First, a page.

From there, the wine slowly warms up and starts fermentation. I don’t punch down or anything like that unless I feel it’s really necessary, I’m really into - besides putting it into a machine and ripping the berries off - I’m quite gentle with it. I always laugh when people say they’re gentle but, you know, you’re putting it through a machine. But anyway, I don’t like to overwork it, so you get a very delicate extraction. My skin contacts have come a long way, I’ve moved away from the big maceration and am looking for elegance and complexity, for it to drink easily and for the technique not to overpower the wines. I don’t want there to be too much tannin. After about 10 to 12 days or whenever it tastes good, I press it, it goes into another tank to ferment dry and from there I put it into either foudre (a big oak cask) or I’ve got a big fibreglass tank. And then I let it do the malolactic and all of that.

Which grapes have you used?

100% Chenin Blanc from clay soils, vineyards planted in 1981.

Do you use any sulfites?

Our seasons are the opposite to yours - we harvest around February, then after winter around July time I rack the wine for the first time, remove the lees and I add a little bit of sulphur, 10 to 15 parts, then at bottling if I feel it needs a little bit more, then I’ll add some. Not much. And then wine is not fined at all, the 2021 vintage I did put though a very rough cellulose filter. I feel it makes a better wine - I’ve done a lot of trials and some wines I do filter, some I don’t, it depends on the vintage.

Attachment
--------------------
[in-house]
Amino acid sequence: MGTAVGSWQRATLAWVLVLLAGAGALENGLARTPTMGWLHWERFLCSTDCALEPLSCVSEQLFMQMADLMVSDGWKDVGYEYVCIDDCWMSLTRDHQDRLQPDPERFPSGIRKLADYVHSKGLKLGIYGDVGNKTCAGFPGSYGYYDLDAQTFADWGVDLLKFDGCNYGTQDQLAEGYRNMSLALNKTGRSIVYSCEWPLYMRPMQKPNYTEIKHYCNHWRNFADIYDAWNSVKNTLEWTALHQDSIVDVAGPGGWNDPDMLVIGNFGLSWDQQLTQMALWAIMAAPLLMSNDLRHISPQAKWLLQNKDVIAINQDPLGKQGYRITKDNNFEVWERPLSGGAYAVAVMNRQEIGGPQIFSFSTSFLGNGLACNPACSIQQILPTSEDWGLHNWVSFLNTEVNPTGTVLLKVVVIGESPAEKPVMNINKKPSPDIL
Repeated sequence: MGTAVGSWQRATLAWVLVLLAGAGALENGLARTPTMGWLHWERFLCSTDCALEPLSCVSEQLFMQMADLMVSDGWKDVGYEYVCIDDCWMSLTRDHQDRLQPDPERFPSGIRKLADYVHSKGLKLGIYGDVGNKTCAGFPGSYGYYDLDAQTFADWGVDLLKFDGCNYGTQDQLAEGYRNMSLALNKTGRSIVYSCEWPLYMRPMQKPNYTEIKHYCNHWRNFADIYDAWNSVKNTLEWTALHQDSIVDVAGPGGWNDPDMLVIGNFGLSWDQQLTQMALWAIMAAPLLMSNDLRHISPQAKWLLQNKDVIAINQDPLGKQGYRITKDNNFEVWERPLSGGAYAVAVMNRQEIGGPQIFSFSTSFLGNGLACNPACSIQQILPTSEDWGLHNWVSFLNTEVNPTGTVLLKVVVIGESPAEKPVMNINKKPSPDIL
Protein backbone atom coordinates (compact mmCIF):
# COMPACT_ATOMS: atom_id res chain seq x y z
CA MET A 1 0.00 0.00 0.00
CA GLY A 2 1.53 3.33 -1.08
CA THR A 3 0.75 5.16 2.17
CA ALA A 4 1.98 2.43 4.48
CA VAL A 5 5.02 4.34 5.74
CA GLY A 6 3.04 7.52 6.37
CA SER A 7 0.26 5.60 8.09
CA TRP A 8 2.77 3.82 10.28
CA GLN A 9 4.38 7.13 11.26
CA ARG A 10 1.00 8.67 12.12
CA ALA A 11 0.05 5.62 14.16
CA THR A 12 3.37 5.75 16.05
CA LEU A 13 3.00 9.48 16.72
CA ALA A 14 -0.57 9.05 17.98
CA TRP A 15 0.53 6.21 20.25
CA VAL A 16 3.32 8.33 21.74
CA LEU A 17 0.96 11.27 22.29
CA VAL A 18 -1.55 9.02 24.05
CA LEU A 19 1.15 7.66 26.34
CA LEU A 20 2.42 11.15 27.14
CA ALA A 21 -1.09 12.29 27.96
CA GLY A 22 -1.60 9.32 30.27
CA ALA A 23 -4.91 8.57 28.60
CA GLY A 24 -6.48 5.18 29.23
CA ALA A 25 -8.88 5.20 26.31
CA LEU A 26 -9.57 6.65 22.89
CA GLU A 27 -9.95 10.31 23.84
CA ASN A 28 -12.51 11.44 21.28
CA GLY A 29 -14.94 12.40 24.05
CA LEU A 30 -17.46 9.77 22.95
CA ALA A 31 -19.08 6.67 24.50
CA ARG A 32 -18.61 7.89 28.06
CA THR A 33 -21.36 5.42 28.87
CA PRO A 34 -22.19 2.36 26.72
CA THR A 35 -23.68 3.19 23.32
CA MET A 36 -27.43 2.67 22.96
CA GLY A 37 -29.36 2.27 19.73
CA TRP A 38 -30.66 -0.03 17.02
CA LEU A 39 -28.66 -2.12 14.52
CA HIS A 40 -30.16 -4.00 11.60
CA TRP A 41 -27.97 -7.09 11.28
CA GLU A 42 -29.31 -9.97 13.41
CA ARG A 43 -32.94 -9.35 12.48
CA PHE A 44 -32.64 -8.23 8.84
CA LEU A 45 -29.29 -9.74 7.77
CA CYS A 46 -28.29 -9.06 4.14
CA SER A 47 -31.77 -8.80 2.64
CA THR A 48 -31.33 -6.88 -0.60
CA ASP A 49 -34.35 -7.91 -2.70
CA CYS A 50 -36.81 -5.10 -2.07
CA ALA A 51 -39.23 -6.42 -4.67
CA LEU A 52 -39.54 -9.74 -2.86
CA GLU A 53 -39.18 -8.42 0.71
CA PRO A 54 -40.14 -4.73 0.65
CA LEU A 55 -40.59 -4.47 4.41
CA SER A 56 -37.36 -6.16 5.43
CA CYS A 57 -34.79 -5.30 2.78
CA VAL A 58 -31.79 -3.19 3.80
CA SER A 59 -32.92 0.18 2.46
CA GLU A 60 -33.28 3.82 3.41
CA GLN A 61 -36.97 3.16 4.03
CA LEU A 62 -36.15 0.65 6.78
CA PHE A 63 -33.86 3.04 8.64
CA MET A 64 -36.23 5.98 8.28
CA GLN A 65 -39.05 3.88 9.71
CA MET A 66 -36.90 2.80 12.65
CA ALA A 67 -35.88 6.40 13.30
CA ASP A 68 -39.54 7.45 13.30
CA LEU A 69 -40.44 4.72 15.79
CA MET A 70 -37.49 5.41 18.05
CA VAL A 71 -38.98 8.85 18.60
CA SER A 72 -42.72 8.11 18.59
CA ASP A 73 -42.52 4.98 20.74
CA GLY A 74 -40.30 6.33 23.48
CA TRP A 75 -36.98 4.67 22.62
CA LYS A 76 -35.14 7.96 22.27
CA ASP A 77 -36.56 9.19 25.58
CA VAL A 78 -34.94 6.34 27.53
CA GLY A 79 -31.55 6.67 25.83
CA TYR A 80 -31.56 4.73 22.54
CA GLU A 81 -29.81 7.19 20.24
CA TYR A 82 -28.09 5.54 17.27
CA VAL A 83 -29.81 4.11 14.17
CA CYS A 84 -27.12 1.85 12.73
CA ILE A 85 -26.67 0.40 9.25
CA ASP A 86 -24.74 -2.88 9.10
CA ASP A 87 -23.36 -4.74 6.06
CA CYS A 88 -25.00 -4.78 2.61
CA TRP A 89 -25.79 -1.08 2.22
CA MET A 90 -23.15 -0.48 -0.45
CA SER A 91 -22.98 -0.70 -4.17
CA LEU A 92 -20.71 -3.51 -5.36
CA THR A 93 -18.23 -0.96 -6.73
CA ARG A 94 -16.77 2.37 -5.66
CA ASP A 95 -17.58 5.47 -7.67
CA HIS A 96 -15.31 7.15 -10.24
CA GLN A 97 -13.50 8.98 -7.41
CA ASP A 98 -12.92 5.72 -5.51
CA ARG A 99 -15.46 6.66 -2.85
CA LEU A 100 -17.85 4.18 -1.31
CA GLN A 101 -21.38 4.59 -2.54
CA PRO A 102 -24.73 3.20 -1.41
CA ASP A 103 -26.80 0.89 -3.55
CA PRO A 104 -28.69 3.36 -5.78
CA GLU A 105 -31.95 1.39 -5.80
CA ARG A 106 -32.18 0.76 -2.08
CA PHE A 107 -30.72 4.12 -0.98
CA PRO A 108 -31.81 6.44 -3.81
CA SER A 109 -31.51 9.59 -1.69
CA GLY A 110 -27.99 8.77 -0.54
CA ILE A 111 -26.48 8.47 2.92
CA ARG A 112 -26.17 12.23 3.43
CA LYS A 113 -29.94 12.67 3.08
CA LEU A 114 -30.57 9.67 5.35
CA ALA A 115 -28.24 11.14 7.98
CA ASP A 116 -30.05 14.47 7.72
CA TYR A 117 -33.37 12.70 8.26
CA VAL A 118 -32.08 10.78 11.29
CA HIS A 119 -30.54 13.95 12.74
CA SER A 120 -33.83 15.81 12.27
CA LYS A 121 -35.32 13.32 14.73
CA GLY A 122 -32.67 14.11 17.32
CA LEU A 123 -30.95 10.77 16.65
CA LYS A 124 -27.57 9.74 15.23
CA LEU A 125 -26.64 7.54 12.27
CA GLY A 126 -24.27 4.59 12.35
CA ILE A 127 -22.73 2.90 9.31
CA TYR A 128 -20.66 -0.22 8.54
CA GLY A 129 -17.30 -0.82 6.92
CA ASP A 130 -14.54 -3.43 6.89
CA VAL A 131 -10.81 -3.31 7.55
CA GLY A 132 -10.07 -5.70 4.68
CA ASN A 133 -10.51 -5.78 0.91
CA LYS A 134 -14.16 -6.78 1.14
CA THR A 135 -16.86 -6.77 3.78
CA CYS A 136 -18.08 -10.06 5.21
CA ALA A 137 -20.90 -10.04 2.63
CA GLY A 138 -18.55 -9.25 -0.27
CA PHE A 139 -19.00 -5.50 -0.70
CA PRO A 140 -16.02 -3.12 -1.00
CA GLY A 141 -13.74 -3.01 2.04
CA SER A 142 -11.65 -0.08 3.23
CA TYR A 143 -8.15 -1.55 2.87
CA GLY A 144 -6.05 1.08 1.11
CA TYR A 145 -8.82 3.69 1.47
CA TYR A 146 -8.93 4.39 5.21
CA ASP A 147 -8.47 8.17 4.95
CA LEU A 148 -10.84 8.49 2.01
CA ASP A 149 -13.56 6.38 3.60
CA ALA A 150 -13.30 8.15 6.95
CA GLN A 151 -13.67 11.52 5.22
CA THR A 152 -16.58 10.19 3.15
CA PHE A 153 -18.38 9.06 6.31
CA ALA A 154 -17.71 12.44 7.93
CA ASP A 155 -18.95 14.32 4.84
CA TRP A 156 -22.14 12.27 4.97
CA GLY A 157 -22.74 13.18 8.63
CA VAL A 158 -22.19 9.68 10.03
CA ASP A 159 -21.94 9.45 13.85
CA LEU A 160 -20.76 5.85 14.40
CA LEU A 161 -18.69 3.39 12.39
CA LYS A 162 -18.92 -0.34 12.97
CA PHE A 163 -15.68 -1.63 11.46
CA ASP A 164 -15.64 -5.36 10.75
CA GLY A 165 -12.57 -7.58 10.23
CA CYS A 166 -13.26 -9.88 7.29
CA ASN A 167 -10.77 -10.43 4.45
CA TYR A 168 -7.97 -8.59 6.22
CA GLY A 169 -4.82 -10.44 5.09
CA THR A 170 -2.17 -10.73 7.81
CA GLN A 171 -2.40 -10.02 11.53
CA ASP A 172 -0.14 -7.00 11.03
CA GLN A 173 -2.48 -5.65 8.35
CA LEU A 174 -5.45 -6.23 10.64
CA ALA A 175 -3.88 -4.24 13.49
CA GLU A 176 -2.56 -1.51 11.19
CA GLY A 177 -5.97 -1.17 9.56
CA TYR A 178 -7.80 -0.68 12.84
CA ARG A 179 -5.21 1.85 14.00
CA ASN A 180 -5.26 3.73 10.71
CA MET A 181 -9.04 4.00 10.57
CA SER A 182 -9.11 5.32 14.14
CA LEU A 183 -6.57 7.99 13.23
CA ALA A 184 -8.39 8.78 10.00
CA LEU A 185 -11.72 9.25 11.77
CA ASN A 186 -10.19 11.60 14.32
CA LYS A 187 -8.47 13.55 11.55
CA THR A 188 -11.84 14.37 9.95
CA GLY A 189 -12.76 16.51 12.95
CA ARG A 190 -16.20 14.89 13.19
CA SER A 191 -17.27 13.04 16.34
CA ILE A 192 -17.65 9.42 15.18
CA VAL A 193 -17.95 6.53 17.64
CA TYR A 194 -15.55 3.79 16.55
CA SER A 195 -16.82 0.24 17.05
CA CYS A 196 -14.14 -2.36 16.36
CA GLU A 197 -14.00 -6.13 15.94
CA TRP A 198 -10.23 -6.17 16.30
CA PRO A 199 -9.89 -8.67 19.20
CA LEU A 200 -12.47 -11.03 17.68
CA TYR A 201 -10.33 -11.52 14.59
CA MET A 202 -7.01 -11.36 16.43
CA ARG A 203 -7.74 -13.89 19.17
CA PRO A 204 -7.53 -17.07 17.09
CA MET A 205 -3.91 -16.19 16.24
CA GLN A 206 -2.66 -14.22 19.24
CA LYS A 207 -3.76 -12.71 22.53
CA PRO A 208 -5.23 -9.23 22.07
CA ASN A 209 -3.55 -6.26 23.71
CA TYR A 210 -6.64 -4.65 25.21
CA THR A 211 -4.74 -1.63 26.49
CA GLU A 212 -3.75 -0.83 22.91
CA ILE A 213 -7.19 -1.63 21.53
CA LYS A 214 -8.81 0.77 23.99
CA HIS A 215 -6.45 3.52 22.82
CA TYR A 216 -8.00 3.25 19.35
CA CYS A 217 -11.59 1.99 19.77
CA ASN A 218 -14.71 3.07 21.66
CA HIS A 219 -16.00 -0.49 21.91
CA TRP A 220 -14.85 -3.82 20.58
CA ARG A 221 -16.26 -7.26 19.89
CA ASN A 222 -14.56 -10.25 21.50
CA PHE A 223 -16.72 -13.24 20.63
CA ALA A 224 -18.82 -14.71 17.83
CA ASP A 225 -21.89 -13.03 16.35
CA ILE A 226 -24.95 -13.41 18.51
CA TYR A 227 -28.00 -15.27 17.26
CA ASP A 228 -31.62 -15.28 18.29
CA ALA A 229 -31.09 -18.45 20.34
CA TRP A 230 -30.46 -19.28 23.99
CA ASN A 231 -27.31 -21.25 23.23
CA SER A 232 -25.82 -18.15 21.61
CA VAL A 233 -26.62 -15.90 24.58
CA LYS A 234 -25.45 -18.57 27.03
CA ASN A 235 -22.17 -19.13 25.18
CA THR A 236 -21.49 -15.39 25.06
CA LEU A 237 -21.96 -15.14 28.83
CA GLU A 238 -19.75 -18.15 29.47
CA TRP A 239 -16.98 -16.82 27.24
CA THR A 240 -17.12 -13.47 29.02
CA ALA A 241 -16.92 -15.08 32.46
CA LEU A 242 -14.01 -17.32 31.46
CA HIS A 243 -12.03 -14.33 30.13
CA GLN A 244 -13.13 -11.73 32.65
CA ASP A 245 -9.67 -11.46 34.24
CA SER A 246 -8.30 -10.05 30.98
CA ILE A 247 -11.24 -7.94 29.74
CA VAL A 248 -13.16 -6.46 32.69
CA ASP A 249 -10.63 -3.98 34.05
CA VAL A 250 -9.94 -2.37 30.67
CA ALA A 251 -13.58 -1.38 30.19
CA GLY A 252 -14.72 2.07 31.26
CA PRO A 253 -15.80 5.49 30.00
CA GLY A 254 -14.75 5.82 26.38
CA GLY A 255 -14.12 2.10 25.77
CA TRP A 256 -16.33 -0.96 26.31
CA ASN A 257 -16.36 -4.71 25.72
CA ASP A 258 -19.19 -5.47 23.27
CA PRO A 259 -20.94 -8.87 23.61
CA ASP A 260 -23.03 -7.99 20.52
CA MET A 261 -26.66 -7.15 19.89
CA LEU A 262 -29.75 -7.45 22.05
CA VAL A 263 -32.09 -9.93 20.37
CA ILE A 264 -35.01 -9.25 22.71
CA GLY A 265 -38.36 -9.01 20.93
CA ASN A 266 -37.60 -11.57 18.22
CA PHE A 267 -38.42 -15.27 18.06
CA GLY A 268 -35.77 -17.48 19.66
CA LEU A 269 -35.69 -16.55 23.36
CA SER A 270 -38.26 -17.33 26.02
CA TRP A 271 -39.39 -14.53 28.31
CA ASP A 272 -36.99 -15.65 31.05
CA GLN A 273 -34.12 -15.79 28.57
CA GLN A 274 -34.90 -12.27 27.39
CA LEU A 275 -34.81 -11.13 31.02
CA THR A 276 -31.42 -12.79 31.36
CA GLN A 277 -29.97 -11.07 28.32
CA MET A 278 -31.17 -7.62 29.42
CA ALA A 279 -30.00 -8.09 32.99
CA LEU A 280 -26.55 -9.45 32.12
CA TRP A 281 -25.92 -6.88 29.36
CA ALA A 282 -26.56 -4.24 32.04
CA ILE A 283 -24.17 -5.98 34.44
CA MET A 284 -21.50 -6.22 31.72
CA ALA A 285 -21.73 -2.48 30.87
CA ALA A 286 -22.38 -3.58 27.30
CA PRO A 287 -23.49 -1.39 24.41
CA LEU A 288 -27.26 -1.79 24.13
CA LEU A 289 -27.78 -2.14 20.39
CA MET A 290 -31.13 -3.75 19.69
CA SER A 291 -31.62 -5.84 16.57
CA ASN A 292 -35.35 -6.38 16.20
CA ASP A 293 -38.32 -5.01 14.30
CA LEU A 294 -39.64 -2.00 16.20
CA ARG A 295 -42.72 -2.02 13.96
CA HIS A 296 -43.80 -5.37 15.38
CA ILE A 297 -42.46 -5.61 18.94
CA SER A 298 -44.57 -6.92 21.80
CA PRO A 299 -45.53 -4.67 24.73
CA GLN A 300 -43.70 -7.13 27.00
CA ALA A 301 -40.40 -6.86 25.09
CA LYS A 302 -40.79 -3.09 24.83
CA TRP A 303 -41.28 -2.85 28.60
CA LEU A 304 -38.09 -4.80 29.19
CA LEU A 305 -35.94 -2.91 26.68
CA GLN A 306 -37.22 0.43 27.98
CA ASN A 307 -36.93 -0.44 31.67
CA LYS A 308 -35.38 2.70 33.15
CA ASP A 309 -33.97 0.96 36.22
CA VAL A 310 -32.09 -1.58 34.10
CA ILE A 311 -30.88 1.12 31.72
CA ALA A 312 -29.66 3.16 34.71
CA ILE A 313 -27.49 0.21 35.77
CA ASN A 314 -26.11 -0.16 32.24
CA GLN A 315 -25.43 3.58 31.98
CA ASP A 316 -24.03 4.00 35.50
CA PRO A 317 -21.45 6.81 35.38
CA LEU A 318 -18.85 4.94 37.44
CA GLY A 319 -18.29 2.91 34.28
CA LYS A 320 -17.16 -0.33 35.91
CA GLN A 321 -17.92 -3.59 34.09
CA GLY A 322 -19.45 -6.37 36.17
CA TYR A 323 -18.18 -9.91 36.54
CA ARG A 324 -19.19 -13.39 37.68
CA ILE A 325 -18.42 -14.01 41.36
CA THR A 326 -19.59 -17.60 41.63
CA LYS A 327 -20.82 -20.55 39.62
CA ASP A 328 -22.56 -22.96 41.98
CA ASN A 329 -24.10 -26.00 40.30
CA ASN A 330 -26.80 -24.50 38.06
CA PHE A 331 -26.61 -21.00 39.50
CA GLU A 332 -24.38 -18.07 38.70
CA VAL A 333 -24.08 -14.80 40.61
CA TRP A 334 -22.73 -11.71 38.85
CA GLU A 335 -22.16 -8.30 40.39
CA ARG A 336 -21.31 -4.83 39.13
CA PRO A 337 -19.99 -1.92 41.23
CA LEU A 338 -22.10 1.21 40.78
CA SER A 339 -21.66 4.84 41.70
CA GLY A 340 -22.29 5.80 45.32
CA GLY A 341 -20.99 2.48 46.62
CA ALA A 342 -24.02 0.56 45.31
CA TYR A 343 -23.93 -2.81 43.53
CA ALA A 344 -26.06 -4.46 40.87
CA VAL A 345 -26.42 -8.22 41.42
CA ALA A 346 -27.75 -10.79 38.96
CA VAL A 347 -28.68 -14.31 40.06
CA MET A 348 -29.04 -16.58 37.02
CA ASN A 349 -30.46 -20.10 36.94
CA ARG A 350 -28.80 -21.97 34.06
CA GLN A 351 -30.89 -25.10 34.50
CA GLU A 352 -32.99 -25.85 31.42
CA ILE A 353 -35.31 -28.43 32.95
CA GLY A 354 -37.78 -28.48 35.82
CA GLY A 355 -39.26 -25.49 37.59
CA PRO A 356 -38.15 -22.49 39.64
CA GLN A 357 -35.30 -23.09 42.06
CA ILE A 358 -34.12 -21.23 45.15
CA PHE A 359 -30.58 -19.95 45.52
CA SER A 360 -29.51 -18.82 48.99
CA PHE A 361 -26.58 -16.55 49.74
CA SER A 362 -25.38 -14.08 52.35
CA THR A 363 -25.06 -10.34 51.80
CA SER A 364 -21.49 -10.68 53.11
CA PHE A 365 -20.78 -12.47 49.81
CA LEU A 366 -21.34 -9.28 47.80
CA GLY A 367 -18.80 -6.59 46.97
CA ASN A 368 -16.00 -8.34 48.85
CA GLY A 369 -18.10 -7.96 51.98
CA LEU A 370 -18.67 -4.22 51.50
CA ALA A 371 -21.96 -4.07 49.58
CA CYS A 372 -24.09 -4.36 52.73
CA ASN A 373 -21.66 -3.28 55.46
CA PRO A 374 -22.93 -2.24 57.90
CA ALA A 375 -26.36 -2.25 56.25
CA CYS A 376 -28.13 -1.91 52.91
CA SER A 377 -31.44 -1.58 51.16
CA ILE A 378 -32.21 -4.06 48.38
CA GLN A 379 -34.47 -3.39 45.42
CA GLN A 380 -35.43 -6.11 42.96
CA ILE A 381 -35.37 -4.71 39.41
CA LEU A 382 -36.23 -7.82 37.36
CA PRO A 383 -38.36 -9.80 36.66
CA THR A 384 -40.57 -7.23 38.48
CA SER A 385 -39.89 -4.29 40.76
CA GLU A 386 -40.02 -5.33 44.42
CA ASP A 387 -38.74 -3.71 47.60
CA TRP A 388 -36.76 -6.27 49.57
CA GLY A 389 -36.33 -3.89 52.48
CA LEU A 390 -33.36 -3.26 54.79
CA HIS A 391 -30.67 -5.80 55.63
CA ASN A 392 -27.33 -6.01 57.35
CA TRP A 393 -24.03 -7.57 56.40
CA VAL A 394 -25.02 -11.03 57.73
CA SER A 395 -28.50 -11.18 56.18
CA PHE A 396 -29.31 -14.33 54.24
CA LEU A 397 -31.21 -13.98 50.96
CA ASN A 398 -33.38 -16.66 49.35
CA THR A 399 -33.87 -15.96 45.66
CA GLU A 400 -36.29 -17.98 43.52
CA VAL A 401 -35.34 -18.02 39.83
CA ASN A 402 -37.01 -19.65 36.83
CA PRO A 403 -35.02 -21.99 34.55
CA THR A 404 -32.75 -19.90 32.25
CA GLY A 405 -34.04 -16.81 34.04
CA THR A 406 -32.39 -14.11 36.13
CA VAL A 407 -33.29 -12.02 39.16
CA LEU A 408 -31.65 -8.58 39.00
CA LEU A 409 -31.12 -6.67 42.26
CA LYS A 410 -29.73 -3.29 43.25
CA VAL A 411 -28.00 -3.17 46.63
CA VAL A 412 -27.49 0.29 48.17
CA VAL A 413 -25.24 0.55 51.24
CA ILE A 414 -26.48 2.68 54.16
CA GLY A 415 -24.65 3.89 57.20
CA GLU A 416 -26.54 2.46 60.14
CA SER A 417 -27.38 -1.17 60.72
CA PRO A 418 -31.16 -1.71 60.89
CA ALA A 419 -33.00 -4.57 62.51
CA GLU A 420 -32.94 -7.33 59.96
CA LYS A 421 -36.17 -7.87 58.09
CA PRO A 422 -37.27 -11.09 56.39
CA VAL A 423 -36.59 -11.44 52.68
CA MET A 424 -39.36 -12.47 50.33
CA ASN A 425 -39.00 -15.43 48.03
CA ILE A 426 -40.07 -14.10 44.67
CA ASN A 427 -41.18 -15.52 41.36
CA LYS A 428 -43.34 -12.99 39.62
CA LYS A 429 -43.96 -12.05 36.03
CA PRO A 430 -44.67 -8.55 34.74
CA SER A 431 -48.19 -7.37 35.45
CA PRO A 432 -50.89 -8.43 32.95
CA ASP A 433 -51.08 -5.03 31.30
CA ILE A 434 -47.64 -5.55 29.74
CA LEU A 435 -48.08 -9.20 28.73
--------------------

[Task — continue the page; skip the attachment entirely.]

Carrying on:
How would you describe the wine?

When I taste it, I get a lot of citrus, orange peel, which for me is quite appealing. You get a lot of citrus notes on the nose. What I love about the palette is there’s a slight amount of tannin, but not a lot. And a lot of people when they try the wine, they don’t realize it’s skin contact, and think it’s actually a wooded wine. What I like on the palette is the sweetness of it. It gives you a lot of saltiness, minerality, it’ll make your mouth salivate so it works well with food and makes you even more thirsty.

What’s the 2021 vintage like?

2021 was a culmination of 3 good winters, it’s an excellent vintage. Stability wise and analysis wise it was perfect. In South Africa across the board I think 2021 will go down as a great vintage - you’d have to do well to mess up the wine. Stress-free, good yield, low disease pressure, very high quality vintage.

When should people drink it?

These wines - my white wines, my orange wines particularly will age longer than my red wines. I think it’s down the acidity levels and low pH. They have quite a low pH compared to the reds,  and that combined with the tannings, the wines will definitely age well. I like to drink these wines young, but people still send me photos of bottles from the first vintage and they’re holding up well. I would say that it’s probably best within the first 4 years, but you can age them to develop more complexity over time.

What’s the story behind the name of the wine?

Stay Brave is all about being positive - you’ll see the labels, I do all the labels myself and in this case, my brother, he took the photo. I was looking for a strong image that would create the story I was trying to tell about being positive. The girl in the photo has a small plaster on her finger, and it’s a series - Keep On Punching, Stay Brave, Keep On Keeping On, Follow Your Dreams, Lift Yourself Up - it’s all about being positive.

Any food pairings you’d recommend?

I always like Asian flavors that aren’t too overpowering, you know pork with fat and saltiness, a little chilli but not too much. Vegetable-wise, probably sounds a bit random, but I had it with some grilled aubergine with paprika, and that worked really well. So for meat or vegetables, a slight spice does help.On both of those, the slight spice does help.